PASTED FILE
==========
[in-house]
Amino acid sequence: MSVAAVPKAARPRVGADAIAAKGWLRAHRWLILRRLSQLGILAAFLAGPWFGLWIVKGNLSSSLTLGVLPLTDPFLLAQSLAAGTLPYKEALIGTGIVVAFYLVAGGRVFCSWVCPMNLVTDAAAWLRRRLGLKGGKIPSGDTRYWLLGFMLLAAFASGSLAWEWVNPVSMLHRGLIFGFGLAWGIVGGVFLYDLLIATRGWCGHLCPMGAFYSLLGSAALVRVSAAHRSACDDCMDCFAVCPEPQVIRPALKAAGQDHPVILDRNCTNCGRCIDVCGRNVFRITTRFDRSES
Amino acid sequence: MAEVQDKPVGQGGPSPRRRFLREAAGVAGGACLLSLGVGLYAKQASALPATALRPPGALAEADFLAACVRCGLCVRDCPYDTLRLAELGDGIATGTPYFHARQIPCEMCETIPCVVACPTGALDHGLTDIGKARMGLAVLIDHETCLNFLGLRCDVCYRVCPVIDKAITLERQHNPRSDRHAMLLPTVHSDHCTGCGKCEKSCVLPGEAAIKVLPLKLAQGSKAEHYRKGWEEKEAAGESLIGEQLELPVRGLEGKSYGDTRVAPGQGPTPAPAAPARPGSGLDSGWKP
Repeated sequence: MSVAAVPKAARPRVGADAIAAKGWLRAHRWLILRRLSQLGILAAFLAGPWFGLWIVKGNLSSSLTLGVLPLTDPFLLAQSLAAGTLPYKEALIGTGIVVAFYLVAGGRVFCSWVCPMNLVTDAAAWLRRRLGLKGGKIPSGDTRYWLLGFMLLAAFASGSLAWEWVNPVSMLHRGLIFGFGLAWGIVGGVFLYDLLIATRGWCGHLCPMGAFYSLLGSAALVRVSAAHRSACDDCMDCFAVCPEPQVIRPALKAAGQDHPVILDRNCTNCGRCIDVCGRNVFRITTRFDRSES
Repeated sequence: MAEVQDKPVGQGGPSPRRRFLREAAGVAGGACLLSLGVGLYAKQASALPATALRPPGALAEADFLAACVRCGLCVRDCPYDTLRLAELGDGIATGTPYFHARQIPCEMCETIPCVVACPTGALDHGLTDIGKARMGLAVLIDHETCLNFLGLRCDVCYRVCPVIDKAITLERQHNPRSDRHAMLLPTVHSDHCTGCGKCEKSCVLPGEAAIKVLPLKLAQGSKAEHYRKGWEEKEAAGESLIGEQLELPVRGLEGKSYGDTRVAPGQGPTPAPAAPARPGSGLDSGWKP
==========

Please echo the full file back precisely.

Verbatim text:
[in-house]
Amino acid sequence: MSVAAVPKAARPRVGADAIAAKGWLRAHRWLILRRLSQLGILAAFLAGPWFGLWIVKGNLSSSLTLGVLPLTDPFLLAQSLAAGTLPYKEALIGTGIVVAFYLVAGGRVFCSWVCPMNLVTDAAAWLRRRLGLKGGKIPSGDTRYWLLGFMLLAAFASGSLAWEWVNPVSMLHRGLIFGFGLAWGIVGGVFLYDLLIATRGWCGHLCPMGAFYSLLGSAALVRVSAAHRSACDDCMDCFAVCPEPQVIRPALKAAGQDHPVILDRNCTNCGRCIDVCGRNVFRITTRFDRSES
Amino acid sequence: MAEVQDKPVGQGGPSPRRRFLREAAGVAGGACLLSLGVGLYAKQASALPATALRPPGALAEADFLAACVRCGLCVRDCPYDTLRLAELGDGIATGTPYFHARQIPCEMCETIPCVVACPTGALDHGLTDIGKARMGLAVLIDHETCLNFLGLRCDVCYRVCPVIDKAITLERQHNPRSDRHAMLLPTVHSDHCTGCGKCEKSCVLPGEAAIKVLPLKLAQGSKAEHYRKGWEEKEAAGESLIGEQLELPVRGLEGKSYGDTRVAPGQGPTPAPAAPARPGSGLDSGWKP
Repeated sequence: MSVAAVPKAARPRVGADAIAAKGWLRAHRWLILRRLSQLGILAAFLAGPWFGLWIVKGNLSSSLTLGVLPLTDPFLLAQSLAAGTLPYKEALIGTGIVVAFYLVAGGRVFCSWVCPMNLVTDAAAWLRRRLGLKGGKIPSGDTRYWLLGFMLLAAFASGSLAWEWVNPVSMLHRGLIFGFGLAWGIVGGVFLYDLLIATRGWCGHLCPMGAFYSLLGSAALVRVSAAHRSACDDCMDCFAVCPEPQVIRPALKAAGQDHPVILDRNCTNCGRCIDVCGRNVFRITTRFDRSES
Repeated sequence: MAEVQDKPVGQGGPSPRRRFLREAAGVAGGACLLSLGVGLYAKQASALPATALRPPGALAEADFLAACVRCGLCVRDCPYDTLRLAELGDGIATGTPYFHARQIPCEMCETIPCVVACPTGALDHGLTDIGKARMGLAVLIDHETCLNFLGLRCDVCYRVCPVIDKAITLERQHNPRSDRHAMLLPTVHSDHCTGCGKCEKSCVLPGEAAIKVLPLKLAQGSKAEHYRKGWEEKEAAGESLIGEQLELPVRGLEGKSYGDTRVAPGQGPTPAPAAPARPGSGLDSGWKP